I have always felt that when three judges are deciding a case in the courts their judgment should seem to the public as if it were the judgment of the whole of them, because if dissenting judgments are published, as might be the case under the Clause as it stands, we raise matters of controversy, and I do not think that is a sound precedent, as a general rule, in connection with the law courts. I think the Government will probably be able to accept this Amendment, which on the whole seems to me a most suitable one, and I feel sure that if they cannot accept the whole of it or the particular words in which it is framed they will accept now the principle, which does seem to be sound.

5.27 p.m.

Brigadier - General Sir HENRY CROFT

I should like to put myself in the unique position of supporting the hon. Member for Doncaster (Mr. Molson) and to express the hope that his Amendment may be accepted, because I feel that it would clarify judgments in the eyes of ordinary Indian citizens. We in this country are of ten puzzled by the law, but, with that kind of "horse sense" which this country fortunately possesses, we accept the final decision in spite of the anomalies created by judgments of different courts. I remember one case in which I was interested. Knowing very little about the law I was very pleased to find that we had won our case, as I thought, and we all had a supper that night. Then we found there was an appeal, and in the Appeal Court two judges went against us and one was for us, so that we were "all square at the turn."


You had no supper that night.


No, we had no supper that night. We in turn appealed to the House of Lords, and of the five Lords of Appeal there were three against us and two for us. It was a very remarkable case, but we said "That is British justice," and we accepted the verdict, which had gone against us. But the Indian mind, only lately brought into touch with Western democratic ideas, might not understand the processes of mind which allowed us to think that was perfect justice. Where there is a clear judgment—and I gather that is the position in my hon. Friend's mind—it would simplify matters, especially in the eyes of a population 92 percent. of whom are illiterate, to have it stated by one judge. I have great pleasure in supporting the Amendment of my hon. Friend.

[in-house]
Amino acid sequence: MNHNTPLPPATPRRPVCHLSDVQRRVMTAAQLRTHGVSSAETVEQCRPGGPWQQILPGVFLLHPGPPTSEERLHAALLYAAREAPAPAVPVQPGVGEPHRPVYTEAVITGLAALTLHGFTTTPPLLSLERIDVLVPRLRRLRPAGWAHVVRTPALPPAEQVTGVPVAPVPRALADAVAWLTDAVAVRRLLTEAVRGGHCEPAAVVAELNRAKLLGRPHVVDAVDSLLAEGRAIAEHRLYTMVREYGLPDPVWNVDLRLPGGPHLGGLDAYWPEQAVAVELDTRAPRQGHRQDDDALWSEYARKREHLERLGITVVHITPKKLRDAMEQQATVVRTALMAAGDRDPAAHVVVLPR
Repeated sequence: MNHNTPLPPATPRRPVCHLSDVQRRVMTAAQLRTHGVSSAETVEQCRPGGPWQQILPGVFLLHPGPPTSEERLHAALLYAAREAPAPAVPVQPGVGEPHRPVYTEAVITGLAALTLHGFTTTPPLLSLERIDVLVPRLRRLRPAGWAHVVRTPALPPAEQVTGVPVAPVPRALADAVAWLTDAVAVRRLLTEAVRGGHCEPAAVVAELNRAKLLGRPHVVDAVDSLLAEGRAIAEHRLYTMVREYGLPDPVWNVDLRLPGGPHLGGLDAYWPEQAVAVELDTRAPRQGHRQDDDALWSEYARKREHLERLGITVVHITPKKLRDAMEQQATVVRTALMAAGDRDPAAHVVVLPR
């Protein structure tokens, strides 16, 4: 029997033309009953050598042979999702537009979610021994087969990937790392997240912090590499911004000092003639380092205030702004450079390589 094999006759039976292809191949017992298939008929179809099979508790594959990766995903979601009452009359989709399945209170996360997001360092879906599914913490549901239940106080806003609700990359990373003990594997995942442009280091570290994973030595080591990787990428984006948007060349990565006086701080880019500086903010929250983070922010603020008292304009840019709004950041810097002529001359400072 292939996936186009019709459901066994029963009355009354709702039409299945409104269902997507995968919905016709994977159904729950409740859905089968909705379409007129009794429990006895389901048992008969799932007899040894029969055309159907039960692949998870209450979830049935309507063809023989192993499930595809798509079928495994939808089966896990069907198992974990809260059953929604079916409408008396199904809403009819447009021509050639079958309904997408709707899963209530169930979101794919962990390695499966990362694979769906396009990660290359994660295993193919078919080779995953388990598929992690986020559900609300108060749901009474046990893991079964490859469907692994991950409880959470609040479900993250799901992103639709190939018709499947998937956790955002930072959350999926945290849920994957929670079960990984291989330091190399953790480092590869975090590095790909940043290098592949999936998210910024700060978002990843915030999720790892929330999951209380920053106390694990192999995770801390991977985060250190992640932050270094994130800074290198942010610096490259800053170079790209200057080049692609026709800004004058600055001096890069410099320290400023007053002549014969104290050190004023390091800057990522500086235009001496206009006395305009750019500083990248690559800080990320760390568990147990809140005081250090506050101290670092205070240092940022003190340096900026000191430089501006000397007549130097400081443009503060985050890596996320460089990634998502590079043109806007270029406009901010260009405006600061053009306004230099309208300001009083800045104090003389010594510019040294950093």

5.29 p.m.


The views expressed by my hon. Friends would have been well worthy of attention if they had been directed to judgments given by the final court. There is a great deal to be said for the view that when a court is delivering a judgment which must be right because it cannot be wrong—because nobody can be allowed to say it is wrong—that the judgment should be given by the court as a whole through the lips of one of its members. My hon. Friend who moved the Amendment said he took it direct from the Act setting up the Court of Criminal Appeal. That Act requires the decision of the court to be expressed by one member of the court, and no other member has power to give a dissenting judgment. Perhaps I may remind hon. Members that that court is to all intents and purposes a final court of appeal. It is true that there may be an appeal to the House of Lords upon the fiat of the Attorney-General, but this is very seldom asked for, and is still less seldom given, and then only in very exceptional circum stances when there is an important point of law.

The reason for the Bill being drafted as it is, so as to permit the Federal Court to deliver judgments through the mouths of all its members, whether they be dissenting or concurring judgments, is that it is possible to appeal from that court to the Privy Council. It is desirable that the Privy Council should have the different points of view which have been accepted by members of the tribunal. Once that appeal is assumed, it is in the interests of justice, and of the litigant who may have been unsuccessful in the penultimate court, that he should know what is the effect of the arguments of counsel upon the tribunal. It seemed very desirable, having regard to the possibility of appeal to the Privy Council, that the Privy Council should know whether the members of the Federal Court were unanimous in their judgment, and the extent to which Members of the court accepted the arguments of an appellant to the Privy Council.

I am not to be understood as in the least criticising the views which have been expressed as to the importance of securing as much clarity as possible in the expression of legal decisions. I sympathise very much with the hon. and gallant Member for Bournemouth in the unfortuante legal experience which he had, but I hope that he will not regret the knowledge which be derived, at some cost to himself, of British justice. On the whole, we ask the House to prefer the provision contained in the Bill to that suggested by my hon. Friend the Member for Doncaster (Mr. Molson).


In view of the reply of my right hon. and learned Friend, I beg to ask leave to withdraw the Amendment.

Amendment, by leave, withdrawn.